Lincoln (2012)

Spielberg’s Lincoln, or more accurately, Kushner and Day-Lewis’ Lincoln, is a great mixed-bag of a movie. I mean that literally – it’s great, and it’s a mixed bag. It has some fabulous cinematography along with scenes that look like they were lit for a high school production (like someone mashed Minority Report with Hook.) It has elegant storytelling and some great lines along with at least a dozen clunkers. With the exception of the title role, Avy Kaufman raided central casting and most of the performances are overwhelmed by facial hair (Tommy Lee Jones is a particular mistake, and I found Sally Field distracting.) Spielberg’s direction is alternately superb and indulgent of his worst tendencies (there are way too many tearfully grateful, well-scrubbed black faces, along with the by-now-standard Spielberg framing device.) John Williams’ score is uncommonly subdued, but I liked it best when it wasn’t used.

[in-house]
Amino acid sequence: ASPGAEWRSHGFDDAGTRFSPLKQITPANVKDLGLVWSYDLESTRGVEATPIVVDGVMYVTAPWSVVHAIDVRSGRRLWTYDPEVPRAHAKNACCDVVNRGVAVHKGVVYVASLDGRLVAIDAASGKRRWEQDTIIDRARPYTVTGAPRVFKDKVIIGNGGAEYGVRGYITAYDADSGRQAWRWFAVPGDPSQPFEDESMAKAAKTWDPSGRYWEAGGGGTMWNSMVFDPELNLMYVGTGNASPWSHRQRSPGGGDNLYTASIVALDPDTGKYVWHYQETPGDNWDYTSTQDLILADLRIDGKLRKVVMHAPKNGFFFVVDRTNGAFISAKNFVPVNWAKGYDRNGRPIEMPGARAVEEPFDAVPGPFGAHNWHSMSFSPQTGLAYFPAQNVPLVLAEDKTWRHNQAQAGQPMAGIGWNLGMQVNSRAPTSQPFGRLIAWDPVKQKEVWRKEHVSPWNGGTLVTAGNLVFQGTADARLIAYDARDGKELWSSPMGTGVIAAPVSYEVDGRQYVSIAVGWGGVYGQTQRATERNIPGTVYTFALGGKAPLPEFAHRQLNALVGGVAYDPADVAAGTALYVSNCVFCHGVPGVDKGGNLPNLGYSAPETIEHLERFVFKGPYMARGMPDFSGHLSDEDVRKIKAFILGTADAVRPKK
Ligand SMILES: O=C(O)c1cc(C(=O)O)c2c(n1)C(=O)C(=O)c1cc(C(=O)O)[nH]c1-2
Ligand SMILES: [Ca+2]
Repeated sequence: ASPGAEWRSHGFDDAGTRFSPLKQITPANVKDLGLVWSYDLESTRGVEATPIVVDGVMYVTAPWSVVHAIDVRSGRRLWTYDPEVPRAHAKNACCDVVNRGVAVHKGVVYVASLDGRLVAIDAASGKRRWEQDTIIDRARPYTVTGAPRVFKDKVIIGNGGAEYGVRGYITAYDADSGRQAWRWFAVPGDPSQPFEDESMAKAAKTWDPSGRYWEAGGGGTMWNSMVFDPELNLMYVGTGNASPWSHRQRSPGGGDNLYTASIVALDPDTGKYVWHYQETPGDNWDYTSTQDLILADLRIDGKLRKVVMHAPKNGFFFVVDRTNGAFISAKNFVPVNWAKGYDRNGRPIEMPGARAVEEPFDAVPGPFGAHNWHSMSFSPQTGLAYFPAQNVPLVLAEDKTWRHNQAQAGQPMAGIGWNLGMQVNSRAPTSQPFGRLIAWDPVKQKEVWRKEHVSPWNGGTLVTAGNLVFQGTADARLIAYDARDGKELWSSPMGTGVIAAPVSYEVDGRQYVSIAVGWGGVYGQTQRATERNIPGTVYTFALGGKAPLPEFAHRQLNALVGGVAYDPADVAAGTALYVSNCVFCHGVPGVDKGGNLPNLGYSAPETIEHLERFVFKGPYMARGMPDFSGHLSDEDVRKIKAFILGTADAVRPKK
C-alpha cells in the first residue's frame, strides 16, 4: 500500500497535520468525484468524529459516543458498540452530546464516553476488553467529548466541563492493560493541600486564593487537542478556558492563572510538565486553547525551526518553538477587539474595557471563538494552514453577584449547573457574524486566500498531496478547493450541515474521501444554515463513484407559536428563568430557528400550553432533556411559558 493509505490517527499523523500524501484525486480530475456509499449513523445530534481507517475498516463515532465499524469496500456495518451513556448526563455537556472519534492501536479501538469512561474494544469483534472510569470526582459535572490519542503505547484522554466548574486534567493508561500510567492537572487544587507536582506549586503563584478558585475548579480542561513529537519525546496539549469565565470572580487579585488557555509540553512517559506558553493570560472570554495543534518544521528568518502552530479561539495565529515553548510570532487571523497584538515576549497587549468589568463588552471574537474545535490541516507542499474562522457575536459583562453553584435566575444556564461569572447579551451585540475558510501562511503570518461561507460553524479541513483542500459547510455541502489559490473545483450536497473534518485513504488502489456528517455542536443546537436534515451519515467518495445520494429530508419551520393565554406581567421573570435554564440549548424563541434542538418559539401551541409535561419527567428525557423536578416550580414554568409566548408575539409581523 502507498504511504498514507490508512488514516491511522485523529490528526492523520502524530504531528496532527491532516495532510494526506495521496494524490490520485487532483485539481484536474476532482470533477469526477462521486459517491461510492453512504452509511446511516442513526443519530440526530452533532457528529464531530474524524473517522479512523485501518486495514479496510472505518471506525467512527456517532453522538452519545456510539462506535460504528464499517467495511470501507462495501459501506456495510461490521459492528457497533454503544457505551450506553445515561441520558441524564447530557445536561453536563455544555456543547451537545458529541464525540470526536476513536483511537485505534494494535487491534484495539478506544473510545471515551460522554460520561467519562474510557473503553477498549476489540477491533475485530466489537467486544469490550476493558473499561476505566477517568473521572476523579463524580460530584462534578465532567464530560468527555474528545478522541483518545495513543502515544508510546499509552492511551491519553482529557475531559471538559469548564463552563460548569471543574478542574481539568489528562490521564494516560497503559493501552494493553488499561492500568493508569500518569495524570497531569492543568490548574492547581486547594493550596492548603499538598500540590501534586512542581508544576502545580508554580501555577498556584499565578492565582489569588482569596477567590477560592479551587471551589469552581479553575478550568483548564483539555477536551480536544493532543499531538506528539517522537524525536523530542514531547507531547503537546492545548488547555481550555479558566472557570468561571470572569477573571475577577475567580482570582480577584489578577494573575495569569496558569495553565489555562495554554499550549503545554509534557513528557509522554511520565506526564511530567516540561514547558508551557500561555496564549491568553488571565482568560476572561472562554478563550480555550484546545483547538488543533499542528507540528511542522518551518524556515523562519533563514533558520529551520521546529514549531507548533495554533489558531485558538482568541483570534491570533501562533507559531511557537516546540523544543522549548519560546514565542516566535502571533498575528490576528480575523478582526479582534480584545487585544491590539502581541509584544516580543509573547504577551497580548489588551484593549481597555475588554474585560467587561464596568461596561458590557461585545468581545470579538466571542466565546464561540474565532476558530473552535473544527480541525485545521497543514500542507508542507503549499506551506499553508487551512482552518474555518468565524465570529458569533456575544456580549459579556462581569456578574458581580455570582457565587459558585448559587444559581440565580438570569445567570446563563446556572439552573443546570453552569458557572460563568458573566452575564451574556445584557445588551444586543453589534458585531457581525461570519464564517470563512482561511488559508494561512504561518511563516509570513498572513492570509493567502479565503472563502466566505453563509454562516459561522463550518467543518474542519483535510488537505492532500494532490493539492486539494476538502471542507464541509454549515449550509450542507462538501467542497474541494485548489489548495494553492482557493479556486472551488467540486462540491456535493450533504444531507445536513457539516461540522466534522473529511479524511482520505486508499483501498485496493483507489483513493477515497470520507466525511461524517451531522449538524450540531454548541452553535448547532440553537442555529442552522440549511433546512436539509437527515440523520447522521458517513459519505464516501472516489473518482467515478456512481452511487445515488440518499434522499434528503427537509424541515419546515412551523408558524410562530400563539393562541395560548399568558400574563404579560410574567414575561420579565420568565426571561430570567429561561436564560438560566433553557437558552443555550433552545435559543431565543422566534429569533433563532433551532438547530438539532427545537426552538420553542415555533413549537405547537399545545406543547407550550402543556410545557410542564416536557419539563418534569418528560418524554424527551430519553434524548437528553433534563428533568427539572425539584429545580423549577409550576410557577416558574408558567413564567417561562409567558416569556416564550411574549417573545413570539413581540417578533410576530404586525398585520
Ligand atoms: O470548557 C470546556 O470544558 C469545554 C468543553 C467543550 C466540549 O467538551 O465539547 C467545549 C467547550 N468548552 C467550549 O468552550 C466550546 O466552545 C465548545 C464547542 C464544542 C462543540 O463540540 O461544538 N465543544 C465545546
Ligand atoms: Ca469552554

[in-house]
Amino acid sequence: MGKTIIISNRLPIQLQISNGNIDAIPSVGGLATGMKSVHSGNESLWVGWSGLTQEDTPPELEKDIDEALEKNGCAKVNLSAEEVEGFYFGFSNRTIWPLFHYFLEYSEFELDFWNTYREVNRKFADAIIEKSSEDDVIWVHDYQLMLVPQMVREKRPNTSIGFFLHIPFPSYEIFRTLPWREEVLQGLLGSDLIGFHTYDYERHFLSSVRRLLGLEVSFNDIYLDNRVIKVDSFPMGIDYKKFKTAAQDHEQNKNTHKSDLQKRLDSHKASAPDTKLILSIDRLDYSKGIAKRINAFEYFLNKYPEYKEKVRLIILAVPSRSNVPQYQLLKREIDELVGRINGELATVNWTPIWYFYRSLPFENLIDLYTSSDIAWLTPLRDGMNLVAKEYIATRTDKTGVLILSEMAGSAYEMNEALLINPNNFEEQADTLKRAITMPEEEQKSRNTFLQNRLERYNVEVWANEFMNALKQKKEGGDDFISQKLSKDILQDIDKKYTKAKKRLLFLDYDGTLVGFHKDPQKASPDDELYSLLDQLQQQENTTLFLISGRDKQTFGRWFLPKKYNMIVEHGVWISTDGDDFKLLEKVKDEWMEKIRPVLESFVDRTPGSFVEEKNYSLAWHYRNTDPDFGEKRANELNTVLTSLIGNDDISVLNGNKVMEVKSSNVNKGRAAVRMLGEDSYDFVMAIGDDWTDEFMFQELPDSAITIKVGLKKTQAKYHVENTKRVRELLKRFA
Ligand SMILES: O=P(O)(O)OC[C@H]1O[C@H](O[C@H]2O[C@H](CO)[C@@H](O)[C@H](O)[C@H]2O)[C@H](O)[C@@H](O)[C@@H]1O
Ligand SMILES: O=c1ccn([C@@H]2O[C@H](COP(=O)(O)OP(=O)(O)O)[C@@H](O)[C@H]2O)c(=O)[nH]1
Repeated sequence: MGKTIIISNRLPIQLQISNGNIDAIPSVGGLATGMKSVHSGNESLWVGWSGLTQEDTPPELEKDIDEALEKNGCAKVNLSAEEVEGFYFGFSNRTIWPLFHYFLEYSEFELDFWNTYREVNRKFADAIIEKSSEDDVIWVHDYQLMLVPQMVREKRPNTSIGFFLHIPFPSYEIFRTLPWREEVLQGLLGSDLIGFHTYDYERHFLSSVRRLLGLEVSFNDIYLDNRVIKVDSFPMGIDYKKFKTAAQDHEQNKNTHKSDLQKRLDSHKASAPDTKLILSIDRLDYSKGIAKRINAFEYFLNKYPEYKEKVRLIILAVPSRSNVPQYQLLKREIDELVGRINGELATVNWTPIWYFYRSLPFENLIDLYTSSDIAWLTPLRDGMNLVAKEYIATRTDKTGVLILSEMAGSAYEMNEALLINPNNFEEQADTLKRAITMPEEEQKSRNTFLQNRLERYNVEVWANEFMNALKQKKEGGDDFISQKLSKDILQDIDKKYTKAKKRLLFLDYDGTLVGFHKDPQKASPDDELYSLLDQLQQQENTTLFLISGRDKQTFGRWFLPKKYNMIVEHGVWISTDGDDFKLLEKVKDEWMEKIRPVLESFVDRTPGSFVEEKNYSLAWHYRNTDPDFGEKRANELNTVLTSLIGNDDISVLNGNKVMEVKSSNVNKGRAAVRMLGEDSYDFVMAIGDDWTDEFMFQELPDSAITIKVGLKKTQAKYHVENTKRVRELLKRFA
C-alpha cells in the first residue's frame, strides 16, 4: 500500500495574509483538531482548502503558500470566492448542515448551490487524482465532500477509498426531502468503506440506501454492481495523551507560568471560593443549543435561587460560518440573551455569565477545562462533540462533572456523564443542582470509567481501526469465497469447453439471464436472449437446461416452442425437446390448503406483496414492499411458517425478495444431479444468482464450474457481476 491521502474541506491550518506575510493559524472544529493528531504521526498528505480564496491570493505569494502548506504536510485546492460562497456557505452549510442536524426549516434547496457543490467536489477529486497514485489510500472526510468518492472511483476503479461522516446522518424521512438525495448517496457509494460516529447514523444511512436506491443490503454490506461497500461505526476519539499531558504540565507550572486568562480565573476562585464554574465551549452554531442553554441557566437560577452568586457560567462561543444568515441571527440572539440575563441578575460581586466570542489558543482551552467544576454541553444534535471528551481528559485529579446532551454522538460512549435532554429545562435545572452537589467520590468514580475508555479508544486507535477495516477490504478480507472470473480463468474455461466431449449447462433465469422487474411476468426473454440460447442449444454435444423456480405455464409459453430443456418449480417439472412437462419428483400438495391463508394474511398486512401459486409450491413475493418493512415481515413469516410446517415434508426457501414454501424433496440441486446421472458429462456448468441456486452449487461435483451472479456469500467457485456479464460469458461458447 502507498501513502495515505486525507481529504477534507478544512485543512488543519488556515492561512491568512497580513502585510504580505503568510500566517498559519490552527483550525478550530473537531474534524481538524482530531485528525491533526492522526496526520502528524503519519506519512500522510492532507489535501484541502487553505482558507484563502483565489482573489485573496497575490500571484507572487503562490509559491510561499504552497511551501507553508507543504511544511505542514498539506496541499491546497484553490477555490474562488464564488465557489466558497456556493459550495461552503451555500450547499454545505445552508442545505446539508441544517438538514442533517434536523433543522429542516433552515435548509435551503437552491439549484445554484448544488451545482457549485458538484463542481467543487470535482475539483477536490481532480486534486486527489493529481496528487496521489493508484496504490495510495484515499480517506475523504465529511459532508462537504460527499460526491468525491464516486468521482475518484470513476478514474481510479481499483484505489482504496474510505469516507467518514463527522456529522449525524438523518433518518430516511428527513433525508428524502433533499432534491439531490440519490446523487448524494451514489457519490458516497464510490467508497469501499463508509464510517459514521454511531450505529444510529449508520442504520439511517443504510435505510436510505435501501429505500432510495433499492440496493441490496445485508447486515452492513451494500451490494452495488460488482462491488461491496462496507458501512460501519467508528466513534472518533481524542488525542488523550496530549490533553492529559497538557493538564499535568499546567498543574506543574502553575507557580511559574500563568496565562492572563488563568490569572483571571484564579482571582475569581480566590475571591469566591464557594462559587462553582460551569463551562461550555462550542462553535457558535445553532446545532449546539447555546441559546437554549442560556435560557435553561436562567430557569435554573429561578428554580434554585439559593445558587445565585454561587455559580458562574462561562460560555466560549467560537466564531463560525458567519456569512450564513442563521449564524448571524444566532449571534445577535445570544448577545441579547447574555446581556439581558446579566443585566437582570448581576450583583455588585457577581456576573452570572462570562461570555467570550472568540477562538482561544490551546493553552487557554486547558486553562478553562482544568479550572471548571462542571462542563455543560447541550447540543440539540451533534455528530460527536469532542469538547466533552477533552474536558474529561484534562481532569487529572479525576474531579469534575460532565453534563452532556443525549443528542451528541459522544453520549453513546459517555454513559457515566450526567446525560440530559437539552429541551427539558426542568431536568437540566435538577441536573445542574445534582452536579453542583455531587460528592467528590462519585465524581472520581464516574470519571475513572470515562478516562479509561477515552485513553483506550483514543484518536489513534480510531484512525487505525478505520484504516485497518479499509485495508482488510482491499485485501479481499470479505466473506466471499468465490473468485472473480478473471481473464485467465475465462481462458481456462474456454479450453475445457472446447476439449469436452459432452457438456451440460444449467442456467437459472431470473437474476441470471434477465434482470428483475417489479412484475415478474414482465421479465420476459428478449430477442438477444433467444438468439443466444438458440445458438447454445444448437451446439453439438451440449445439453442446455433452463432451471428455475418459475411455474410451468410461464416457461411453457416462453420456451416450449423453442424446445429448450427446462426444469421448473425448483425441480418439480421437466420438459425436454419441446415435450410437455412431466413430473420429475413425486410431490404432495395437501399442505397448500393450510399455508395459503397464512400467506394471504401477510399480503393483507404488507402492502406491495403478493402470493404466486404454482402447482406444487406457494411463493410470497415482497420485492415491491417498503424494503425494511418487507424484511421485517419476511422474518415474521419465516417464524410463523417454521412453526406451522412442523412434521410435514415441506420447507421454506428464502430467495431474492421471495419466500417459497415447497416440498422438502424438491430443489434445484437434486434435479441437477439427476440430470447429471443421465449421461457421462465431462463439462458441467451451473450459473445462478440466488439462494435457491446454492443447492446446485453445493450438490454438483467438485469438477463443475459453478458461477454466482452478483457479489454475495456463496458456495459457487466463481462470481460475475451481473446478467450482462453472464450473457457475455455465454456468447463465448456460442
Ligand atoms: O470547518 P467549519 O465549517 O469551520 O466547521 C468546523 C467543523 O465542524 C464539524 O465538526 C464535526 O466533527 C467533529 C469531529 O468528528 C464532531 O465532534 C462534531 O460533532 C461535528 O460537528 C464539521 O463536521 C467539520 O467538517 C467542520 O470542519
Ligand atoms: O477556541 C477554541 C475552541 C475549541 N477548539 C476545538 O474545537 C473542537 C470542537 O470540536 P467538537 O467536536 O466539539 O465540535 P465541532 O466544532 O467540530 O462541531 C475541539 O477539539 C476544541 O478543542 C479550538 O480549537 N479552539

And yet… Daniel Day-Lewis carries the whole thing on his stooped shoulders, and damned if he doesn’t just about redeem the whole mess. He’s phenomenal. He takes the most iconic of characters and gives an iconic performance – in the sense that its virtuosity will long be admired and cited. From the voice to his physical control, to line readings that he seems to be inventing on the spot and eyes that take us into his spirit, I can’t remember being more enthralled at a screen performance.